Examples of suitable materials for the low-k spacer layer include amorphous silicon carbide (SiC) and silicon oxycarbide (SiOxCy). Suitable dielectric materials will exhibit low K characteristics in conjunction with high etch selectivity in comparison to the underlying oxide layer (first spacer layer). Silicon carbide materials have dielectric constants reported in the range of k=4.2 to 5 and a very high selective etch rate in comparison to silicone dioxide. For example, the HF wet etch rate is 1:20 (SiC: SiO2). Silicon carbide, in particular, may be deposited with various techniques such as PECVD, ozone assisted CVD, and LPCVD. Other suitable materials include amorphous silicon oxycarbide (SiOxCy). Silicon-oxycarbide has a reported dielectric constant of k=4.2 to 5.2 and similar etch characteristics and other chemical properties to SiC.
Generally, in accordance with the various embodiments of the present invention, the low-k spacer will have a reduced k value in comparison to traditional spacers (i.e. less than the k=7 value used for SiN) and will have etch characteristics selective to the downstream process such as wet etching or plasma etching. Many materials will present better dielectric constant (k) values but sacrifice selectivity. For example, low k material layers having a high selectivity may permit the first spacer layer (e.g. SiO2) to be thinned down considerably. Generally a higher oxygen content in the low-k spacer will lower the k but at a sacrifice to the etching selectivity. In specific embodiments, SiO2 or a nitrided SiO2 are used in the first spacer layer (and may also be used in the second spacer layer as described with reference to FIG. 2D′ below). These materials are intended to be exemplary and not limiting. The invention is intended to cover all combinations of materials in the 2 or 3 layers forming the composite spacer layers where a reduced dielectric constant and reduced overlapped capacitance results and wherein the dielectric constant material has a different etching selectivity than the underlying isolation layer.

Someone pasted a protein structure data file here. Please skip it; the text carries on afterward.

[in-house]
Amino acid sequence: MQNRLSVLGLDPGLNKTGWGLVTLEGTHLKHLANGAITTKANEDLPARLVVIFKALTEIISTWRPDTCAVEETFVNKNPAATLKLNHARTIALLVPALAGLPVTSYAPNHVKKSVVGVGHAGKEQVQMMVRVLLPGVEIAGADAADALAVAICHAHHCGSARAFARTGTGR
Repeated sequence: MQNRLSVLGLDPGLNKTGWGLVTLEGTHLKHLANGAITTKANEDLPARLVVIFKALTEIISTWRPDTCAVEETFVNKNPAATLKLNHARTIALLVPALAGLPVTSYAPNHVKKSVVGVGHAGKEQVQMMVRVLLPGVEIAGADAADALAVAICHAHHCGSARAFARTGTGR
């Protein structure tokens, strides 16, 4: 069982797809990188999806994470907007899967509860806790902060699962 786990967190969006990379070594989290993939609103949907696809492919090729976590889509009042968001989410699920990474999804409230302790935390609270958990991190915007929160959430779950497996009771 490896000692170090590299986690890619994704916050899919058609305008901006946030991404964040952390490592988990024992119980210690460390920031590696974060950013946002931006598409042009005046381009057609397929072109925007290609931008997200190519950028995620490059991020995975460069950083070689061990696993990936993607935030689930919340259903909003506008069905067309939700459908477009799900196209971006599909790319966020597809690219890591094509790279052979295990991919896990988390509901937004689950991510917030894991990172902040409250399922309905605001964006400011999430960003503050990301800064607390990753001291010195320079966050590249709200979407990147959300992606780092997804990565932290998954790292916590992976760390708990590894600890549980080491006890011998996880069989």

The low-k spacer comprises, in one embodiment, silicon carbide and the first spacer layer comprises silicon dioxide. The thickness of the SiO2 first spacer layer preferably is in the range from 50 to 300 Å, and more preferably 100 Å. The thickness of the SiC low-k spacer layer is preferably between about 500 to 1500 Å and more preferably 1000 Å. Where silicon oxycarbide is used for the low-k spacer layer, the thickness of the layer is preferably between about 300 to 1200 Å and more preferably 800 Å.
As shown in FIG. 2E, the composite layer formed by the low-k spacer 218 and the first spacer layer 216 on all exposed horizontal surfaces is then removed. This removal may be accomplished, for example, by an anisotropic etch performed under conditions well known in the art. The composite layers of low-k dielectric spacer layer 218 and first spacer layer 216 remaining after the anisotropic etch step provides vertical spacers 220, as illustrated in FIG. 2E. The spacers 220, together with the remaining gate oxide 202, separate the poly gate electrode 208 from the source 210 and drain 212 regions.